One summer night in 1914, a band of New Orleans musicians on cornet, trombone, clarinet, violin, guitar, and stand-up bass showed up, far from home, at Doyle’s boxing ring in Los Angeles for a well-attended lightweight fight. Woodrow Wilson was president, Henry Ford had recently unveiled the first mass-production assembly line, and two weeks earlier World War I had broken out in Europe.
Between bouts at Doyle’s, the cornetist got up on a bench and started blowing. Immediately, “the crowd stood up as one man and shouted for us to get in the ring, and screamed and screamed,” recalled George Baquet, their clarinet man.
Baquet was a formally trained musician, who nearly a decade earlier on New Orleans’s South Rampart Street had had a “conversion experience” when he heard the legendary First Man of Jazz, Buddy Bolden, play the cornet. “After that, I didn’t play legitimate so much,” Baquet recalled.
He and his buddies, billing themselves as the Creole Orchestra from New Orleans, had wandered slowly into L.A. and pulled what gigs they could. A Los Angeles Record reporter described one of their shows: “In a corner of the café a strange orchestra was producing . . . a rhythm so enticing that the temptation to dance was almost overwhelming.”
A talent booker heard the rhythm at Doyle’s and asked the guys to form an act, “he did not care what, so long as he had that music.” Soon they were blowing the “uncanny sounds” of inchoate New Orleans jazz on vaudeville stages around the country.
Not long after, Einstein published his field equations, linking planetary pull with space-time. The coming of swing rhythm around this time seems more than coincidental. Now music was released from gravity.
A century later, the New Orleans parade beat has, like grass, broken through sidewalks of cities across the globe. In the streets, dance halls, and late-night venues of New Orleans, New York, Philadelphia, Austin, Sacramento, Denver, Chicago, Washington, D.C., Vancouver, London, Paris, Edinburgh, Stockholm, and Tokyo, the music has reincarnated in the young bodies and souls of today’s millennial generation—musicians and hoofers alike.
Notices from the last two years show that this trend, first observed more than a decade ago, has swollen to massive proportions. The Guardian reported that with “the recent resurgence of swing music . . . dance floors all over the country seem to be filling with new Lindy Hoppers.” In Vanity Fair, the New York jazz journalist Will Friedwald wrote, “I find that I can go hear a twenties-style band, almost inevitably made up of musicians born well after 1980, playing somewhere in the city virtually every night of the week.” Offbeat has observed that in New Orleans, “more traditional bands may play regularly today than at any previous time in jazz history,” and audiences “have swelled into crowds of enthusiastic young people who turn out in droves from all over the world.”
What’s going on? Why are twenty- and thirty-somethings suddenly playing and dancing to music older than their grandparents?
On a Friday night at Boston Swing Central, hiding among industrial back streets, I watched two hundred Lindy Hoppers rock-stepping and swinging-out, smiles plastered on their faces, the Crescent City polyphony of the Baby Soda jazz band driving them on. A young dancer told me, “It’s a religious experience, I am so in the moment.” Baby Soda coleader Peter Ford summed it up: “You’ve got these 25-year-olds throwing each other around the room with reckless abandon and swing.”
Baby Soda’s website describes the band as “on the forefront of a new movement loosely known as street jazz.” But the “movement” never went away—just into slumber. A century ago, “ragged” music played out on New Orleans streets amid marching brass bands, dance hall turkey-trots, street-corner honkers, and horse-pulled band wagons. For African Americans, it was about confidence and kinship—standing as humans under the sun.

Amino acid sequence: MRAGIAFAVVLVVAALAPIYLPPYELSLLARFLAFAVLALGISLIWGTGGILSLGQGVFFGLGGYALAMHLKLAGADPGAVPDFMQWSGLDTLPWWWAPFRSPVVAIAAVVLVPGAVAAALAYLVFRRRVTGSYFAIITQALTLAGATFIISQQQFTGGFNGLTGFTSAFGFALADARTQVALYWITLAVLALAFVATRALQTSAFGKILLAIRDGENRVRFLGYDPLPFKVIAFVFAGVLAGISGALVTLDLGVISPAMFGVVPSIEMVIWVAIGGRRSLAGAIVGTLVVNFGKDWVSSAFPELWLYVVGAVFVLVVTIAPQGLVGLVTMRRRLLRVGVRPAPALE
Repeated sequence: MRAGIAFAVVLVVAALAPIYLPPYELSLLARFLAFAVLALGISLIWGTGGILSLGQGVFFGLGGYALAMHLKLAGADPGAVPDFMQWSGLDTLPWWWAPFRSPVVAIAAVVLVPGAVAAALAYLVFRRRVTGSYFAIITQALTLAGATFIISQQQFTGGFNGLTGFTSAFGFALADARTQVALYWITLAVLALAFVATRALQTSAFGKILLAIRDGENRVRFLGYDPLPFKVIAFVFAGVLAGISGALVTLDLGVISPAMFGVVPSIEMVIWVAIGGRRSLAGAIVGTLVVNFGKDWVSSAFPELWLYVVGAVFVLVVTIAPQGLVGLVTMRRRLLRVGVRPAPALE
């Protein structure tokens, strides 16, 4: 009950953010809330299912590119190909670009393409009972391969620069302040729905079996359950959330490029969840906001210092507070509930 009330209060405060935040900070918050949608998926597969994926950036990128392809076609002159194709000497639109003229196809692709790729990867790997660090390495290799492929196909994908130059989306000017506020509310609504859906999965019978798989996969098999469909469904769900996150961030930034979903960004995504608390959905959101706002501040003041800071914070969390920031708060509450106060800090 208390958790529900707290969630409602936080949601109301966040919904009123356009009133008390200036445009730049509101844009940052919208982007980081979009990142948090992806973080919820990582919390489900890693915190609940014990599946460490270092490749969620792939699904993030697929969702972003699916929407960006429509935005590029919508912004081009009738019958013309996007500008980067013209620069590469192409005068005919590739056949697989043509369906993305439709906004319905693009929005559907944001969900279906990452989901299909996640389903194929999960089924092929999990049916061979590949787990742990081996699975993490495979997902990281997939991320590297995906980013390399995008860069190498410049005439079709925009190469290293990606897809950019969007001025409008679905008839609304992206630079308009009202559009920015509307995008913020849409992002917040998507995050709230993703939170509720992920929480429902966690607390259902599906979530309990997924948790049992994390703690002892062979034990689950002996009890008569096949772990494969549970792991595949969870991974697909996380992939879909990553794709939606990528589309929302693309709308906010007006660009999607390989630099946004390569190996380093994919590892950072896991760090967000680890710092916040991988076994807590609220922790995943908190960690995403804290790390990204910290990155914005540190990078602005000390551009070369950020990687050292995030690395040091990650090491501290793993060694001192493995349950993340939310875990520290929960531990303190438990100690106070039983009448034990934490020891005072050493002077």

Now, on the hundred-year marker, I find myself thinking that the millennials who are playing and dancing to swing rhythm are experiencing those same, oddly joined feelings of freedom and connectedness. Talk to them and you hear one word coming up again and again: community.
April 2014, French Quarter Festival in New Orleans. The band was Tuba Skinny, eight ragtag kids in their late twenties and early thirties playing jazz and jug-band music tight as a clock and fueling a floor full of Lindy Hoppers into a jumping groove. A dancer named Les said, “When people are dancing, everyone smiles. You can see the joy in their faces.” Listeners thronged by the hundreds.
The band has roots going back to New York in 2006, just after Hurricane Katrina, when a 28-year-old University of Michigan music-school grad named Ben Polcer met a braying clarinetist named Michael Magro. He played “the same kind of music I heard growing up,” noted Polcer in Jim Flynn’s book Sidewalk Saints. “But it was grittier, and at the same time it also had this kind of sanctified feel, like church music. I was like, ‘damn, I wanna do that.’”
Billing themselves as the Loose Marbles, Polcer and Magro moved to New Orleans and began playing around the French Quarter. “There’s something about New Orleans where I just get so caught up in the moment,” Polcer remarked in Saints. This computes: Jazz players always look for that moment, the “pocket,” the groove.
Polcer once told a New Yorker writer, “I like rock ‘n’ roll. We all like rock ‘n’ roll. But jazz is special. To play it well, you really have to listen to each other.” Contrast that with, say, the Rolling Stones, who have said that onstage they can’t hear one another.
Swing rhythm—the jazz heartbeat—comes from the early black Sanctified and Baptist churches. In the fabled plantation “ring shouts,” in their brush arbors, black folk could forgo the white man’s litany and find community, sharing the loneliness, howling in freedom to the heavens. One old slave preacher recalled a Georgia camp meeting: “There is a joy on the inside and it wells up so strong that we can’t keep still. It is fire in the bones. Any time that fire touches a man, he will jump.”